Google has officially announced dark mode for Android Q at I/O and has updated the Material Guidelines telling developers how to properly implement the theme in their apps. But of course, there’s always going to be some apps that simply won’t receive a gray look, be it because it’s abandoned or just not a priority to the developer. To test how the OS could circumvent these, Android Q beta 3 introduces a brute method that forces all apps into dark mode.
The feature is available in the developer settings or by searching for the keyword override force-dark (after first opting into developer settings, naturally). When the dark theme is activated, all interface elements on your screen receive intelligently reversed colors, similar to Chrome’s experimental dark mode tests at the beginning of the year. For some apps, this ends up looking neither good nor functional, but take a look yourself.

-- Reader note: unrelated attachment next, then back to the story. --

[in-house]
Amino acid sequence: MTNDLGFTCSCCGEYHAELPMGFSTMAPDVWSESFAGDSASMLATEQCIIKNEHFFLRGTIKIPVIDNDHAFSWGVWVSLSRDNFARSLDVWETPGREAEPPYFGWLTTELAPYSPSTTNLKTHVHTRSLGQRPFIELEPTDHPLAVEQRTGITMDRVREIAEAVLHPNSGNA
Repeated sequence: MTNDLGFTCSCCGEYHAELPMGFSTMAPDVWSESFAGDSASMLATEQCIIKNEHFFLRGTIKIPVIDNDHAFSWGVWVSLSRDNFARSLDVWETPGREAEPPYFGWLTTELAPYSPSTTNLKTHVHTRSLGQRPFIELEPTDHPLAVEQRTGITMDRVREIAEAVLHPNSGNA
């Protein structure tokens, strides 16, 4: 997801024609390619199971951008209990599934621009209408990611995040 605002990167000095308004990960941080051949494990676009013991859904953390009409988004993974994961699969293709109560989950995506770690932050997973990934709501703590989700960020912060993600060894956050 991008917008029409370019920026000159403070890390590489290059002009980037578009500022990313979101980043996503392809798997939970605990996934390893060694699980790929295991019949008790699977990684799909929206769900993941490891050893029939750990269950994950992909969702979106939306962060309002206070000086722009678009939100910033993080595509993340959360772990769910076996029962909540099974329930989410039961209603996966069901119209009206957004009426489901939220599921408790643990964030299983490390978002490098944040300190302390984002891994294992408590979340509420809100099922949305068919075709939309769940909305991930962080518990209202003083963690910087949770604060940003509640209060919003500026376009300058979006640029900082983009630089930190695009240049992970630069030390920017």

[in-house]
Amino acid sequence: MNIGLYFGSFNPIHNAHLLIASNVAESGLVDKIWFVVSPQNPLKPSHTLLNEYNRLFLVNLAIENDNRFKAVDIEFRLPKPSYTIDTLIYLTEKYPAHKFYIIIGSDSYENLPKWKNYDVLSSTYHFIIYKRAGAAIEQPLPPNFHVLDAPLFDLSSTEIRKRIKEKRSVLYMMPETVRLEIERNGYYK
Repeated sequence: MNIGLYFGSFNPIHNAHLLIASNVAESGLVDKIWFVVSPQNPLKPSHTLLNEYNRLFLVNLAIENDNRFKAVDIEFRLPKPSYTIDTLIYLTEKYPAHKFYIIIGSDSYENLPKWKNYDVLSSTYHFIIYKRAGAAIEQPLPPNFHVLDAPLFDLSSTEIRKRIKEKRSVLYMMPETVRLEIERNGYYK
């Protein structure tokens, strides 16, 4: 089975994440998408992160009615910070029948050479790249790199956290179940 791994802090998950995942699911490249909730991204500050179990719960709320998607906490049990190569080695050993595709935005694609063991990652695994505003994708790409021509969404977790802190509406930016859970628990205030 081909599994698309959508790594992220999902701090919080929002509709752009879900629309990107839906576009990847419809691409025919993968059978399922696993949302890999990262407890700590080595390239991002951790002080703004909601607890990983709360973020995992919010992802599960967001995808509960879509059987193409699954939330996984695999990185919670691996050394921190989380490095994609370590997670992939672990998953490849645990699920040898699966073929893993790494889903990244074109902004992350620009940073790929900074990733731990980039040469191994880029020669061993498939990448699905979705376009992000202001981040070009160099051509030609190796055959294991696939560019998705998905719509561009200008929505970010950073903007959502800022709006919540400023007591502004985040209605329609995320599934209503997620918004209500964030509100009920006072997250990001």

As you can see, it’s hit or miss for now. Bad examples include Telegram and Whatsapp, with both not really going dark, and Telegram’s text becoming unreadable. But I like the way the Google app and Instagram look and hope for a similar official implementation soon. WebViews and Google Chrome remain completely untouched by this mode.
Right now, the forced theme also interferes with the standard white mode, as whites end up staying inverted here, too. This is the case for Google Feed, among others. Obviously, this feature is still a work in progress and might very well disappear or improve before Android Q launches later this year.